2.    Please calculate the following statistics (a and b). For each statistic, give its value and the formula you have used for computing it. Then explain the meaning of the value of the statistic in terms of the relationship between the variables (c). Hint: start by filling in the table above.

If you can insert a computer-generated formula in the appropriate section of each question below (a and b), you are welcome to do so.
If you prefer to write these formulas by hand, insert an image of your hand-written formula below (see assignment guidelines for detailed instructions).
You do not need to show your workings, but please ensure you check all your workings very carefully as an error in an earlier question may lead to an error in subsequent questions.

a)    Calculate the Correlation Coefficient (2 marks)

Value of statistic: 

Formula used: 

b)    Calculate the Coefficient of Determination/proportionate reduction in error (0.5 mark)

Value of statistic: 

Formula used: 

c)    Construct a statement about the theorised relationship between the variables using these statistics to support your statement (2 marks) 

3.    Another researcher conducted a different study on hippocampal volume and memory, however rather than using map accuracy as a measure of memory, they designed a different task.  To measure memory, participants were asked to read a passage of text, and then were asked 10 specific questions about the text 1 hour after.  Memory was measured as the number of correct responses about the text. The researcher predicted that higher hippocampal volume (cm3) would be associated with higher correct responses (range 1-10). The researcher collected data from 20 participants and obtained the following statistics: r = 0.40, r2 = 0.16
a)    Explain the strength and direction of the relationship between these two variables (1 mark)

b)    How much variation in correct responses can be explained by hippocampal volume? (0.5 mark)

c)    Suppose that r = 0.20, rather than 0.40. By how much would the percentage of variance in correct responses explained by hippocampal volume, decrease? (1 mark)

Section D:  Relative Standing and Probability (15 marks in total)
The table below presents the means and standard deviations of Year 3 students on a standardised maths test in a single primary school, as well as all Year 3 students in Queensland primary schools and all Year 3 students in Australian primary schools.  Scores on this test can range from 0 to 35 marks.  (Note: to answer some of these questions you will need to refer to Normal Curve Table A-1 in the appendix of your text)
1.    Please answer the following questions about Yusef who is a Year 3 student at Green Hills primary school.  He scored 25 out of 35 on the maths test.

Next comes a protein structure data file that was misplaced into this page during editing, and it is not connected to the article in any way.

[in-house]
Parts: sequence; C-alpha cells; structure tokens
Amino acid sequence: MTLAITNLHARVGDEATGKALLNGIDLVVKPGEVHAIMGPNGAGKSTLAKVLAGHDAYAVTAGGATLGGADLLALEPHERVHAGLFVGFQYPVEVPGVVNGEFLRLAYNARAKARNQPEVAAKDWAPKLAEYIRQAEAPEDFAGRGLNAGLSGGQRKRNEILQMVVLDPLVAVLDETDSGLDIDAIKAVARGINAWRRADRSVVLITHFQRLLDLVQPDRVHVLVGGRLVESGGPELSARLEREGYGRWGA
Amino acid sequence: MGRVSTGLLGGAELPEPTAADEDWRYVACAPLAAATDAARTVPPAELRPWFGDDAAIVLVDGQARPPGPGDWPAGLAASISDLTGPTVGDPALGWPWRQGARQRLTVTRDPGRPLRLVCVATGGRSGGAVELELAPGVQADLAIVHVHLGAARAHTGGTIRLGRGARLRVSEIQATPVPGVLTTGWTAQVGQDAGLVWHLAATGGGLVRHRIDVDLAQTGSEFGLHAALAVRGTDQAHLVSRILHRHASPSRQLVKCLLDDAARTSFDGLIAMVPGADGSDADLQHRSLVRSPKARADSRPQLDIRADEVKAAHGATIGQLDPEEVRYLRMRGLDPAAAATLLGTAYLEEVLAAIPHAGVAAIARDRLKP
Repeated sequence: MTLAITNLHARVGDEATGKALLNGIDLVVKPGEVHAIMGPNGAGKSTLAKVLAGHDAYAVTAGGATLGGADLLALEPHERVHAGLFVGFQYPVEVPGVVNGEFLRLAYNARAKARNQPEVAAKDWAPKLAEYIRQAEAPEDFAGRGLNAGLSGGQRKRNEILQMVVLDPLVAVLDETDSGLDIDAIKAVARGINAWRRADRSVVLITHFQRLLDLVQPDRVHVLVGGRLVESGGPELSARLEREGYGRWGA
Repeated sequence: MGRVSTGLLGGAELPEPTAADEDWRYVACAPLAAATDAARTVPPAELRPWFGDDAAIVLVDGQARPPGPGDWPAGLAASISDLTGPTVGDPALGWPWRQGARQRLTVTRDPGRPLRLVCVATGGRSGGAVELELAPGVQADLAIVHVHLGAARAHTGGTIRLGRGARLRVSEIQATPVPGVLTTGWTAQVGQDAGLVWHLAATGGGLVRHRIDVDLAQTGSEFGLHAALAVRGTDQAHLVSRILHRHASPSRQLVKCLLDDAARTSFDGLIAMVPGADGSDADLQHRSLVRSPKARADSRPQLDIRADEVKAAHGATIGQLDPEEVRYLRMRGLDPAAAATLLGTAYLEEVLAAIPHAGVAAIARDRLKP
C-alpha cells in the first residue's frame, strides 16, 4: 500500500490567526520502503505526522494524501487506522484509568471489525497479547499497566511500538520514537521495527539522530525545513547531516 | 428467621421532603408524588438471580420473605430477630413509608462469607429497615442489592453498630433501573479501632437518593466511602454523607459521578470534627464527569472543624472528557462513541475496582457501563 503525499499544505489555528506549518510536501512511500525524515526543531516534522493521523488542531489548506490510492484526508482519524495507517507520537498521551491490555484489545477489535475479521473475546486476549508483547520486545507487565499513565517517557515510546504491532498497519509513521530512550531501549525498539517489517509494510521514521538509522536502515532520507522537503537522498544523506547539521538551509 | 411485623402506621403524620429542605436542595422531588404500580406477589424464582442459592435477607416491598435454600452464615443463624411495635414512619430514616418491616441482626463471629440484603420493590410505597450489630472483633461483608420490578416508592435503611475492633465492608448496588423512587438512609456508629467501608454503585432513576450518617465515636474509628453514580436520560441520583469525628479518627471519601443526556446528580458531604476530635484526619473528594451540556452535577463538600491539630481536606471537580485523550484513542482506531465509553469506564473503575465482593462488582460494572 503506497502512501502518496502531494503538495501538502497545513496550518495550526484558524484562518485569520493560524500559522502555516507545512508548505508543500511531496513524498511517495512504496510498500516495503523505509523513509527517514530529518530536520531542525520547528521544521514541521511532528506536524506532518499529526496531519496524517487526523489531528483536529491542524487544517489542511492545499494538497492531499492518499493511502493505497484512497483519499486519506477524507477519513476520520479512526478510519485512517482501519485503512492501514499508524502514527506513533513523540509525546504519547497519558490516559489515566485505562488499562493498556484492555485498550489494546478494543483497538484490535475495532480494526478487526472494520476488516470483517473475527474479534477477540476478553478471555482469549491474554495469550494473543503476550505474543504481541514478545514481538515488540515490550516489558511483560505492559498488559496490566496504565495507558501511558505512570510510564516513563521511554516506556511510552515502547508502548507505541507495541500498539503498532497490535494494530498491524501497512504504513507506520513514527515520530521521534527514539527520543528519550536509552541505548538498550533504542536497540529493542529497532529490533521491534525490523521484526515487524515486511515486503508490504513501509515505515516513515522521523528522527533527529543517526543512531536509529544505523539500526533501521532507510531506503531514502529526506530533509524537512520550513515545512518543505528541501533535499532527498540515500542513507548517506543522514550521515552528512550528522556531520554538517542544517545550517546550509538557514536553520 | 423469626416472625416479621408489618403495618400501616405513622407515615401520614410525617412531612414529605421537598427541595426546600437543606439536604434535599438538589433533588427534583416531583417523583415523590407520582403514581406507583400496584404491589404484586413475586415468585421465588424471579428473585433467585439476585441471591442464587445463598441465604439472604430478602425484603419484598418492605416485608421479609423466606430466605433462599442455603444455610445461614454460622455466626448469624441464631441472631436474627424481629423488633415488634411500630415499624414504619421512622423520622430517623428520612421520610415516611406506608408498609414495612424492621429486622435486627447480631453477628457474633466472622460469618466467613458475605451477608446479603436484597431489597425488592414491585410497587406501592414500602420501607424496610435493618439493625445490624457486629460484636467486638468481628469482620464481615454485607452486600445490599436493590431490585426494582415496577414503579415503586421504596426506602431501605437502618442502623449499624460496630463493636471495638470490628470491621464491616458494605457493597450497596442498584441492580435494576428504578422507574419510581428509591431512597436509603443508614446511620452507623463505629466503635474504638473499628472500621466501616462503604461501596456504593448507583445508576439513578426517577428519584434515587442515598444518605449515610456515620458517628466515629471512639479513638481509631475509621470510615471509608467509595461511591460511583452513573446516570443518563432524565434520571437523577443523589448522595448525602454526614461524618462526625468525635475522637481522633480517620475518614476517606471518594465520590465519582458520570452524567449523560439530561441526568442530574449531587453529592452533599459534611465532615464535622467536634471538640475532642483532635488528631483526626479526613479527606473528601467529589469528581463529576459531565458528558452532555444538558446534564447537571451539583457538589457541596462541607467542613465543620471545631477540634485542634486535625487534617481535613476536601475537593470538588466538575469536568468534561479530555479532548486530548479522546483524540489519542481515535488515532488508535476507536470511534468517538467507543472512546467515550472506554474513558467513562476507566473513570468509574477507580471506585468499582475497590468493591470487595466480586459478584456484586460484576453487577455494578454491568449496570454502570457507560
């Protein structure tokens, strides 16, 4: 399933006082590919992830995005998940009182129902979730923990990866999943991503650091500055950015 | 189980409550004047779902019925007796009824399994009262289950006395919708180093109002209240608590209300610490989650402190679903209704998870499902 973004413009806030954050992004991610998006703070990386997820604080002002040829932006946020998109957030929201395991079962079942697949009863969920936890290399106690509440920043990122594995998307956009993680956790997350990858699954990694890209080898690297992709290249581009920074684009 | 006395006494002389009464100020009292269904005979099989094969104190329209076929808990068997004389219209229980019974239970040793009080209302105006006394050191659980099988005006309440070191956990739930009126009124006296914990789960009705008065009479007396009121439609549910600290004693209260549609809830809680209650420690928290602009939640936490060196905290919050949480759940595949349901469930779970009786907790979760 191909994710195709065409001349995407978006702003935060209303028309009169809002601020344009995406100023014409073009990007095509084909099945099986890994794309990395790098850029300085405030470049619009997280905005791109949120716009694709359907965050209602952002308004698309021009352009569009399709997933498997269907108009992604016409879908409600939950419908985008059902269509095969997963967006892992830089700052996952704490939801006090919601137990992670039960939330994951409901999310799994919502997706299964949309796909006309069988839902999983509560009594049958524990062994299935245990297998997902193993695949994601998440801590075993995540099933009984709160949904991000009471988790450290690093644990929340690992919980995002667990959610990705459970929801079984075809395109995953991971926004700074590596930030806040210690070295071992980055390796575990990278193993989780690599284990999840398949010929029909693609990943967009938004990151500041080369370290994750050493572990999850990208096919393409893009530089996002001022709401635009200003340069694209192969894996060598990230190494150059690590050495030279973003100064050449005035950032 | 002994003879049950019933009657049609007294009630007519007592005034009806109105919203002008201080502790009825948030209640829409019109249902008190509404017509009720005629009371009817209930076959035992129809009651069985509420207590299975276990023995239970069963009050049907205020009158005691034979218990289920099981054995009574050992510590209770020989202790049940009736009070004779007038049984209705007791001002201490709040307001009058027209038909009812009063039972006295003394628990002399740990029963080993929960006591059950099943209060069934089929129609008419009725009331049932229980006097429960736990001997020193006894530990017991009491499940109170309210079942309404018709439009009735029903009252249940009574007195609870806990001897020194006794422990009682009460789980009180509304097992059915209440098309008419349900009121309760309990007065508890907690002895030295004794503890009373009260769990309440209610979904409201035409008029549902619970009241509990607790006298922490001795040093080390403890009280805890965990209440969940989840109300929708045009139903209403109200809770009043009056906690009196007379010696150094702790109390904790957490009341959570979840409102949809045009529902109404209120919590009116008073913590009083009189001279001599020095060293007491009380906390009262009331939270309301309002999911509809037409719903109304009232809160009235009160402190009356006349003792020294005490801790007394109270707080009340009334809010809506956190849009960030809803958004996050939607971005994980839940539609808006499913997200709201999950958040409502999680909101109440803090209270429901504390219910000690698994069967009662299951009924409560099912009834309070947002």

a)    Calculate his Z score in relation to the other Year 3 students at his school and explain what this Z score tells you about his relative standing among his peers at school. (2 marks) Z = What this Z score tells you:

b)    Calculate his Z score in relation to other Year 3 students across Queensland and explain what this Z score tells you about his relative standing among his peers across the state. (2 marks) Z = What this Z score tells you:

c)    Calculate his Z score in relation to other Year 3 students across Australia and explain what this Z score tells you about his relative standing among his peers across the country.  (2 marks) Z = What this Z score tells you:

d)    Is Yusef’s position better within his school, state or country-wide cohort? Explain your reasoning. (1 marks)

2.    Please answer the following questions about Maria who is a Year 3 student at Blue Lake Primary School.  Her teacher is very proud of her as she obtained a Z score of 2.5 when compared to the other Year 3 students at her school.  
a)    Where would Maria be placed within the school cohort if she were a student at Green Hills Primary School? Explain your reasoning. (2 marks) 

b)    What would Maria’s raw score for the maths test be if she was placed at the 90th percentile of Year 3 students in all Australian Primary Schools? (2 marks)

3.    Please use the normal curve table to answer the following questions based on the information given in the table above. 
a)    Between what scores on the maths test did the middle 50% of Year 3 Queensland Primary School students score? (2 marks)

b)    What is the probability of scoring above 25 on the maths tests for a student at Green Hills Primary School (1 mark)

c)    What is the probability of scoring above 25 on the maths tests for a student at Blue Lake Primary School (1 mark)